I do a lot of content management system migration projects. As the content person on the team, my role is to shepherd the content through the process with the goal of it coming through if not improved, at least not degraded. Often that means arguing against automation. Here’s why.
Migration: It Isn’t Just for Developers
CMS projects are often scoped and staffed as technical projects that can be handled by developers creating automated solutions to move data from one system to another. After all, an enterprise CMS is essentially a database. And so it should be possible to approach it as though it were a database to database migration—map the data fields to one another, do some data normalization, run a script, test and refine the scripts, and you’re done. That’s all well and good if you’re working with highly structured data. Structured data has characteristics that can be programmed against.
But web sites are made up of all kinds of data—some structured, like product data on an e-commerce site; some not, like articles, blog posts, or user-generated content like reviews. Karen McGrane refers to this problem as the war of the “blobs” (unstructured) vs. “chunks” (structured data).
These incredibly valuable but unstructured blobs of content present a few problems: they’re hard to find in the CMS (think, for example, of an author name that exists only as part of an article), they’re hard to manage, and they’re hard to migrate—particularly in an automated way. These blobs of content are also often the result of years of organic growth of a site, with multiple authors, multiple authoring environments, and no uniformity even within their lack of structure. Theoretically, it should be possible to program against a blob of well-formed HTML, but depending on the all the aforementioned potentialities, that HTML may vary from one article to another even within a similar content set. Perhaps one author is more technically savvy than another and has done a little creative programming to make his or her article look a certain way. Another has used old-style markup or built the entire article as a table. Another has copied and pasted text in from Word and didn't strip out the styles. Writing a script to handle all the possible issues in legacy code and the subsequent cleanup when it doesn't work perfectly can often take as long as it would take to simply recreate the content from scratch, using considerably less expensive resources that your developers.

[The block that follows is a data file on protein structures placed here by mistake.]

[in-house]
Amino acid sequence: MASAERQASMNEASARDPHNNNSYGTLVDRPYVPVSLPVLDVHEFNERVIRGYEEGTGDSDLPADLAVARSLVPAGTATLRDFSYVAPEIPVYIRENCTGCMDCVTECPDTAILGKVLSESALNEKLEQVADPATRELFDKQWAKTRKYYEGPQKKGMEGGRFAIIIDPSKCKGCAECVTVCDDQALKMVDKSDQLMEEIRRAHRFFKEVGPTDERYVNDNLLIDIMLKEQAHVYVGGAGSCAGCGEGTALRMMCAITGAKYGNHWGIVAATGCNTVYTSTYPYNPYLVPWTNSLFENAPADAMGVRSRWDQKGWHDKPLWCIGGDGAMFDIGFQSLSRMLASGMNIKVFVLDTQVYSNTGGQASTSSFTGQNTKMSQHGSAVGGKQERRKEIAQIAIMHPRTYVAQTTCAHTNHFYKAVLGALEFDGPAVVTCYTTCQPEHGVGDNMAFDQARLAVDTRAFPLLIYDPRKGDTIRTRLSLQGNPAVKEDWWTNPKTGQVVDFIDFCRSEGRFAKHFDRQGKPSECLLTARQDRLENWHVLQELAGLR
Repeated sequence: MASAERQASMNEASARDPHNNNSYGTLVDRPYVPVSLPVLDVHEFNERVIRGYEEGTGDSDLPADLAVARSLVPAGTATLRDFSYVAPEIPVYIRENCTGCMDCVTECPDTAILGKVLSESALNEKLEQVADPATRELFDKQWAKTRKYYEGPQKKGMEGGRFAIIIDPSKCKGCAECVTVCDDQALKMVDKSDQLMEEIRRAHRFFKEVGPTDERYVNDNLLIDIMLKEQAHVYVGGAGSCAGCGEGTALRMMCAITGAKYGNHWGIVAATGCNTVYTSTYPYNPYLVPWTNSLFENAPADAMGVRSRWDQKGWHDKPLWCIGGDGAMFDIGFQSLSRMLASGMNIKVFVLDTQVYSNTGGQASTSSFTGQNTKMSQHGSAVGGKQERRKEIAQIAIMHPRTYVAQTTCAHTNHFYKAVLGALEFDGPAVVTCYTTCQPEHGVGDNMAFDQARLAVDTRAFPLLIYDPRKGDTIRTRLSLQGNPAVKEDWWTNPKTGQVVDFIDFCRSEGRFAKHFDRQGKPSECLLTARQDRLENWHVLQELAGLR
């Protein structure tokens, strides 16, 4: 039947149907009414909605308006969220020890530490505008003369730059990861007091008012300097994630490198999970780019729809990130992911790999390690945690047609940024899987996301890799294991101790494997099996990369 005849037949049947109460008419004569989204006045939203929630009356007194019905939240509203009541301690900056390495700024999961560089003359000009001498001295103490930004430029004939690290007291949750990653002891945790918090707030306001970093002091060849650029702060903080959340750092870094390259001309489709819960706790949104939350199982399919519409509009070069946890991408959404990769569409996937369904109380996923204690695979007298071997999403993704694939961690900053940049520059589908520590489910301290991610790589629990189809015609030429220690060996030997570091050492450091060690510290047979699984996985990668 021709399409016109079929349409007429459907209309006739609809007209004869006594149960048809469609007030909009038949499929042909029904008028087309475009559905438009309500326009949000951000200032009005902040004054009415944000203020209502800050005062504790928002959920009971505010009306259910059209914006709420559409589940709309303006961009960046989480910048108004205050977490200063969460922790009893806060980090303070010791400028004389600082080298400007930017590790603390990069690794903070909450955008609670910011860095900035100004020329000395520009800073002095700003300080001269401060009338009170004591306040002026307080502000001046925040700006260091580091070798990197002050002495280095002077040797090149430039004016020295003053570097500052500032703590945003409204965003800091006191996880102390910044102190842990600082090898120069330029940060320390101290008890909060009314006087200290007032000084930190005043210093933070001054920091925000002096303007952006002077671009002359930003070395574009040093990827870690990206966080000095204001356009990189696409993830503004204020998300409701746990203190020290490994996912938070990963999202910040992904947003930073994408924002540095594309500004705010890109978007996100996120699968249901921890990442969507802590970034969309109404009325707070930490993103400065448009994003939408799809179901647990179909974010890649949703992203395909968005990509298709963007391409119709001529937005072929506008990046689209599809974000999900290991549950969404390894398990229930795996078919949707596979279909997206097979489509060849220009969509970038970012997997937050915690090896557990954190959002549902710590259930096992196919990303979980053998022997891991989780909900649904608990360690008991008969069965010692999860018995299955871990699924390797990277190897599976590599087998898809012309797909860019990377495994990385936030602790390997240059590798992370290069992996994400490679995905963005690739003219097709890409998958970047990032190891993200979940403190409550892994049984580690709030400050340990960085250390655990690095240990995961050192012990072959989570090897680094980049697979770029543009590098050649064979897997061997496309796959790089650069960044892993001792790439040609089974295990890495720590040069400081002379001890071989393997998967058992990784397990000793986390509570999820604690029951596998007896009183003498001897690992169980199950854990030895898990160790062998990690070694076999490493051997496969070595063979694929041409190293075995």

Even if automated migration was feasible, is it desirable? For one thing, you lose the opportunity to improve the content along the way. You seldom want to migrate a site as-is to as-is, particularly since the reason you’re migrating to begin with is that the old system isn't supporting current needs. And there’s that issue with messy old code to deal with—migrating it without taking advantage of the chance to clean it is like moving into a new house and taking the contents of the old house without doing any organizing or winnowing of your stuff.
The hot topic in content strategy now is about semantic markup and how to structure content—which has benefits beyond migration, of course. See, for example, Sara Wachter-Boettcher’s book “Content Everywhere” or Cleve Gibbon’s excellent series on content modeling.